Chicago Theatre Review
Art Imitating Life
Fade – Teatro Vista and Victory Gardens
Tanya Saracho, cofounder of Teatro Luna and a Victory Gardens ensemble playwright, maintains that her 2013 play isn’t about her own life. This, despite the fact that the prolific playwright’s also a writer for television shows, like “How to Get Away With Murder,” “Girls” and “Looking.” So it’s coincidental that Lucia, one of the play’s two characters, has so much in common with Ms. Saracho. Lucia is a first-year television writer, also transplanted from Chicago to sunny California, who suddenly realizes that she’s out of her league.
Lucia is a young, educated, upper Middle-class, Mexican-born go-getter, with one published novel to her credit. Unschooled in actual TV production, she accepts a lucrative job in Hollywood, simply to pay the bills. She’s been hired to write for a gritty, LA-based crime drama that features a Latina police detective. At first flattered to be handpicked for this job, but confused as to the motive, Lucia eventually figures out that she’s simply filling a quota. From the condescending way the Bigwigs dismiss her ideas, or the way they continually ask her to perform menial tasks, like getting coffee, making copies or translating directives to her boss’ Mexican maid, Lucia quickly ascertains that she’s just a diversity hire. And, although Lucia is collecting a healthy paycheck, she’s frustrated and angry about this demeaning position.
Electing to set up her office late one night, Lucia meets Abel. He’s a tough, but compassionate hard-working night custodian, who comes to Lucia’s aid when her shelf of knickknacks comes tumbling down. Without any friends in California, they strike up a series of late-hour conversations. Lucia unloads her entire life on this poor guy, offering far too much information, until one night she decides to ask Abel about himself. The two Latinex then share their heritage, realizing they’re clearly from very different classes and social circles. Although Abel prefers speaking English instead of Spanish because, as he says, “we’re in America,” he calls Lucia “Fresa,” which is a slang Mexican term for Preppy.
Today, the absence of females and minorities in TV, film and theatre has become a hot topic. But while the public is finally beginning to see more diversity in shows, like this one, the everyday, behind-the-scenes employees still receive too little exposure. While Ms. Saracho’s play explores a growing presence of heterogeneity in certain fields (Lucia says she was hired because she’s Latina; Abel says he has trouble even being considered for jobs, for the very same reason), she’s got other axes to grind.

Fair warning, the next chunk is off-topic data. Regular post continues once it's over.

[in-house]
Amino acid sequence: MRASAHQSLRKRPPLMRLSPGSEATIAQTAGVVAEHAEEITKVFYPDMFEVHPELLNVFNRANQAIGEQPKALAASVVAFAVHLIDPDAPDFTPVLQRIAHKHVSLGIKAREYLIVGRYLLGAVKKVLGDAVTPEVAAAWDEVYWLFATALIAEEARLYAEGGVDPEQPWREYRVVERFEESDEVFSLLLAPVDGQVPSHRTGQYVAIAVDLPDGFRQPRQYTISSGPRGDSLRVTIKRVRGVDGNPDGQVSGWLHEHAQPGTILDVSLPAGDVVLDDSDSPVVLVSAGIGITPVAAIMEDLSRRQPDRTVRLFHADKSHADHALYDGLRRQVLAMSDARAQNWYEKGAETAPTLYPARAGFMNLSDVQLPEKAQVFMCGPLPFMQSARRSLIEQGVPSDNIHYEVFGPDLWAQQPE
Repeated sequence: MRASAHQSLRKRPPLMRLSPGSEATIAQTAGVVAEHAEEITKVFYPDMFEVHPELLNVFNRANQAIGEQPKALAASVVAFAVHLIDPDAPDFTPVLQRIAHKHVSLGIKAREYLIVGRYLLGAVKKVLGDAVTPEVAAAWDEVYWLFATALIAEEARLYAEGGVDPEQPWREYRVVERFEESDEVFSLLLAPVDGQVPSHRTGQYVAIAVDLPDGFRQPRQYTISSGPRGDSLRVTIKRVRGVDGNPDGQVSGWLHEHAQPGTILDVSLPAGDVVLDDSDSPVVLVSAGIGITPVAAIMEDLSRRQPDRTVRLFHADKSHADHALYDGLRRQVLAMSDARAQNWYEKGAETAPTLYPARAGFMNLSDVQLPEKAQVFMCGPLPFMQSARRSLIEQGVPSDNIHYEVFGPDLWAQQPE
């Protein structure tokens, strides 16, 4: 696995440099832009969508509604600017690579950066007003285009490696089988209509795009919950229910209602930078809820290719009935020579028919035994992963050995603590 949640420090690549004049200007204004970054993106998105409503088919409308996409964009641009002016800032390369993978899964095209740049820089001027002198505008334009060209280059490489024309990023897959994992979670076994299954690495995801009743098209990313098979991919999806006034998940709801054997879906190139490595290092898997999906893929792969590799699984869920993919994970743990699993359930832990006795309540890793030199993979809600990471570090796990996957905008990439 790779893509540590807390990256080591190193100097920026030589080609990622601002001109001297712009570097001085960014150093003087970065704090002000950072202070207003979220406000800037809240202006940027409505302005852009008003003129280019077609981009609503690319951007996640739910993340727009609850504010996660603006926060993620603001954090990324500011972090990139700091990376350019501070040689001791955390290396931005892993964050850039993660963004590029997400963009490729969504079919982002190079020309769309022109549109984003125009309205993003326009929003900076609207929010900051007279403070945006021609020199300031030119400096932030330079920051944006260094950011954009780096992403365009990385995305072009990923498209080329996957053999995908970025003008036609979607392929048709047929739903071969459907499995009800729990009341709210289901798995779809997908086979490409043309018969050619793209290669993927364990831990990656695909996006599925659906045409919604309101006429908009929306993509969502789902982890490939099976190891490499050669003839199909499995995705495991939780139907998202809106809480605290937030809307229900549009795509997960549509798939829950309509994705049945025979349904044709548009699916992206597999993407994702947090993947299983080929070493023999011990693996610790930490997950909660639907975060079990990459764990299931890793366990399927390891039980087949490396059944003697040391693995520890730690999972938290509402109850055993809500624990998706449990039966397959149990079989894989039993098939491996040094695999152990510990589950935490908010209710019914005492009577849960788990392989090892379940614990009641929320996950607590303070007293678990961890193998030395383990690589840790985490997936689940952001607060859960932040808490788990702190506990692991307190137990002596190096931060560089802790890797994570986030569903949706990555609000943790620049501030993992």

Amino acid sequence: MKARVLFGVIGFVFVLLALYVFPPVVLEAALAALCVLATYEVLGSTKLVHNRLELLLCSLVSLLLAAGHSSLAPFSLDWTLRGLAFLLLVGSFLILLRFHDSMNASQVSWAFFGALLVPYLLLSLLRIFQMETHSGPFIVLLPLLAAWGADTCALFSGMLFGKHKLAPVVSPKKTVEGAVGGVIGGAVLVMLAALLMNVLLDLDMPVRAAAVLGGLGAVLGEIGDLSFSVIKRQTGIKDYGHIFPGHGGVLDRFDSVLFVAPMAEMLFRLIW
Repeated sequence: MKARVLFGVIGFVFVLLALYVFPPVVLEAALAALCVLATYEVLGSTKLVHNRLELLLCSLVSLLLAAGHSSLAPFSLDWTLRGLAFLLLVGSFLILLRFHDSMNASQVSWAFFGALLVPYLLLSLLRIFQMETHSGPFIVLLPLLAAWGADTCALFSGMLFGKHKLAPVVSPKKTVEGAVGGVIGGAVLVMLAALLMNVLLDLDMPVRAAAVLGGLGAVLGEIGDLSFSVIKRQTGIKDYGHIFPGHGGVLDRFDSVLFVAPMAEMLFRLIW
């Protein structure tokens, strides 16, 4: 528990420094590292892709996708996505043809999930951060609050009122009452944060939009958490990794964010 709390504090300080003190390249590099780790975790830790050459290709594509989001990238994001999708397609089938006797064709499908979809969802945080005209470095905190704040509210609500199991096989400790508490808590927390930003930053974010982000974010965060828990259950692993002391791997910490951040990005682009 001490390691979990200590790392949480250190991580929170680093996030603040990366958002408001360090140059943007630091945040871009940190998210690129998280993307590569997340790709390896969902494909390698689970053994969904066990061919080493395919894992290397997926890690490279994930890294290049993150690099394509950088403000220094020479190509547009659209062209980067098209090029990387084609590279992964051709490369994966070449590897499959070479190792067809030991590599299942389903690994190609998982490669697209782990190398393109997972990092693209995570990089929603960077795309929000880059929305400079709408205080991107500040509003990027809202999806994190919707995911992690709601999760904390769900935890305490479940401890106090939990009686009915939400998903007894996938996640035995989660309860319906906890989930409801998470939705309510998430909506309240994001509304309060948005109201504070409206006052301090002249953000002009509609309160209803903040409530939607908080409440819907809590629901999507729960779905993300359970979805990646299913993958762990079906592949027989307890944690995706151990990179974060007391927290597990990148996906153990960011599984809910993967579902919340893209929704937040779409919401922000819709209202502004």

The playwright has penned this 100-minute one-act to also examine cultural and class differences. The very title of Saracho’s play, at first simply referring to a cinematic direction, also implies that under pressure in Hollywood the color of person’s skin, as well as his ethnicity, also begins to fade in the hot California sun. Abel and Lucia debate whether speaking Spanish helps maintain their heritage. They argue about using the term “Hispanic,” versus “Latino/Latina,” or even the more contemporary, “Latinex.”
Directed by Sandra Marquez, this entertaining and eyeopening production sometimes feels a little too contrived. At one point in the final scenes the audience can sense where this story’s headed, and it’s just a matter of getting there. Only the final denouement provides any surprise, but the journey in arriving there captivates. Regina Garcia’s stylish, state-of-the-art scenic design works, except when a few elements of set dressing begin to accidentally break. But the subtle transformation in the final scene is fast and stunning. Christine Pascual has designed costumes that supply additional details to each character. Her layered look for Lucia provides a basic wardrobe that the actress can change onstage, simply with the addition or deletion of a cardigan and jacket. Abel’s uniform gets an overhaul as his character takes a turn, near the end of the play.
Both actors sharing the stage are terrific. Sari Sanchez plays Lucia, the tenacious, self-doubting writer who believes she’s sold out for her new job. Ms. Sanchez is confident and commanding, perhaps a little overly dramatic, but easily commanding the bulk of the dialogue in this fast-paced production. She creates an eager young woman almost ready to throw in the towel, until she finds unexpected friendship with the night janitor. Eddie Martinez, who’s made a career of playing this role all over the country, is funny and warm as a very humane Abel. Honesty and a firm understanding of what makes this blue collar worker tick, as well as what ticks him off, allows Martinez to subtly reveal all of Abel’s colors and layers. By the end of this play, we come to thoroughly like and understand this man. His reaction to Lucia’s manipulations is controlled and totally believable; and, just like that, he becomes the story’s unlikely protagonist.
While playwright Tanya Saracho denies that her play is autobiographical, there are enough similarities to support that belief. Set in a typical, white male-dominated Hollywood television studio, a young, ambitious Latina finds a job and her own voice, with help of a new, and unlikely friend. It’s a case of art imitating life, with the art winning out.
Reviewed by Colin Douglas
Presented November 4-December 23 coproduced by Teatro Vista and Victory Gardens Theaters at the Biograph, 2433 N. Lincoln Ave., Chicago.
Tickets are available in person at the theater box office, by calling 773-871-3000 or by going to www.victorygardens.org.
Additional information about this and other area productions can be found by visiting www.theatreinchicago.com.